I am afflicted with something terrible, so I inflict injuries upon others.

   

Canvas A strong, coarse unbleached cloth made from hemp, flax, or a similar yarn, used to make items such as sails and tents and as a surface for oil painting. The painting is oil on canvas.
Canvass Solicit votes from (electors or members). In each ward, two workers canvassed some 2,000 voters.
We wore canvas shoes while we tried to canvass the entire neighborhood.

Want to learn more of these words?

I found an excellent site for such words. You can learn more such words here

Build Your Vocabulary Part – 8

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Well, since the inception of my ‘Build your Vocabulary’ posts, I have been reiterating the fact that English is a diverse and evolved language, comprising of humongous number of words – many of its own and many borrowed from other languages. I had been focusing only on the quantity – but today I wish to talk about the power a word can have, on your mood, on your relationships, on your life and on you. It might be difficult to believe that words have tremendous power to change situations. A word of cheer can lift your mood, a word of trust can enliven your relationship, and a word of wisdom can give a whole new meaning to your life and change you as a person. Similarly, on the darker side, careless choice of words can be hurtful and dangerous. I intend not to scare you but to make you privy to the enormous power words have and encourage you to harness the power in the best interests of all.A marketing company’s tagline captures the essence of my message- Choose Wisely, Live Well !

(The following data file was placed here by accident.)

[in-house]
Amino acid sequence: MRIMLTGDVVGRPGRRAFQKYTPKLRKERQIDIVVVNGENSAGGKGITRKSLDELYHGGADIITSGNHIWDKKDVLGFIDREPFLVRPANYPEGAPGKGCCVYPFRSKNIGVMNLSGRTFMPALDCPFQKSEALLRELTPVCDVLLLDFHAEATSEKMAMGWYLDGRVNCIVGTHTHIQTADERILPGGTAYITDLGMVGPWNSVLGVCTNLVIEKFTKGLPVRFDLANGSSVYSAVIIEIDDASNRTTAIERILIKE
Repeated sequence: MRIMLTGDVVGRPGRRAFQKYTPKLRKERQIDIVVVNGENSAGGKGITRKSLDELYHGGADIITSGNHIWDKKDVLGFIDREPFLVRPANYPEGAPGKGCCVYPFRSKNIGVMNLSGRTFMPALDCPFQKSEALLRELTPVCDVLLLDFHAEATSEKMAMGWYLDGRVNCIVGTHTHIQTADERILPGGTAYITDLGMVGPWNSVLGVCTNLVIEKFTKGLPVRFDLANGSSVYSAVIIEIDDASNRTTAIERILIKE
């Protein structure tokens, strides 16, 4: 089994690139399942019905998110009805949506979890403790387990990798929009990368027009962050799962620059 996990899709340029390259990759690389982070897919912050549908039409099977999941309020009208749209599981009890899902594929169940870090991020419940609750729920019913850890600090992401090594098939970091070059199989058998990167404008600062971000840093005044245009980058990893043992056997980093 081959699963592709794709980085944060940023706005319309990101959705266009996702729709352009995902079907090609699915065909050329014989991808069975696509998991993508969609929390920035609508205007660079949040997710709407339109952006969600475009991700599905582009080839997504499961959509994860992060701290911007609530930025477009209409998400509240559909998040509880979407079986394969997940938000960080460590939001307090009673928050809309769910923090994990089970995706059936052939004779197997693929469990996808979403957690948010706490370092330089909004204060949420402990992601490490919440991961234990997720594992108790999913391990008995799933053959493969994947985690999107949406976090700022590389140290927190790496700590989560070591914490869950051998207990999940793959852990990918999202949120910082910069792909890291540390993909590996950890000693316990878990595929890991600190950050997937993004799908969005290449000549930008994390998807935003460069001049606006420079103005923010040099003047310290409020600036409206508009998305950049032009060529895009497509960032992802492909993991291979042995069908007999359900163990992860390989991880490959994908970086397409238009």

Happy Learning ! 🙂

Word Meaning Sentence
Predilection Bias, a preference or special liking for something Your predilection for employees from you native state is pretty evident.
Diabolic Characteristic of the devil, Mephistophelian, wicked, fiendish, malevolent, The diabolical expression on his face was noticeable after he committed the crime.
Syncretic The combination of different forms of belief or practice Religious syncretism is at the heart of a diversified world.
Pique A feeling of irritation or resentment resulting from a slight, especially to one’s pride. Arouse interest or curiosity He was left in a fit of pique when he was denied entry to the prestigious award ceremony.  Hopefully the movie trailer will pique the interest of moviegoers and motivate them to buy tickets to see the film.
Staunch very loyal and committed in attitude Since the two countries are staunch allies it is not surprising they will work together in the war to defeat their shared enemy.
Aplomb Calm self confidence Antonyms : gaucheness Being an orator par excellence, he can deliver any speech with aplomb.
Consonance Agreement, harmony, concord, accord Consonance among all the members of a team, leads to a better performance.
Partisan Prejudiced in favor of a particular cause. Because of your partisan views, you are unwilling to look at other options.
Moratorium A temporary prohibition of an activity. Potential business owners are angry because the county has passed a moratorium on new business licenses.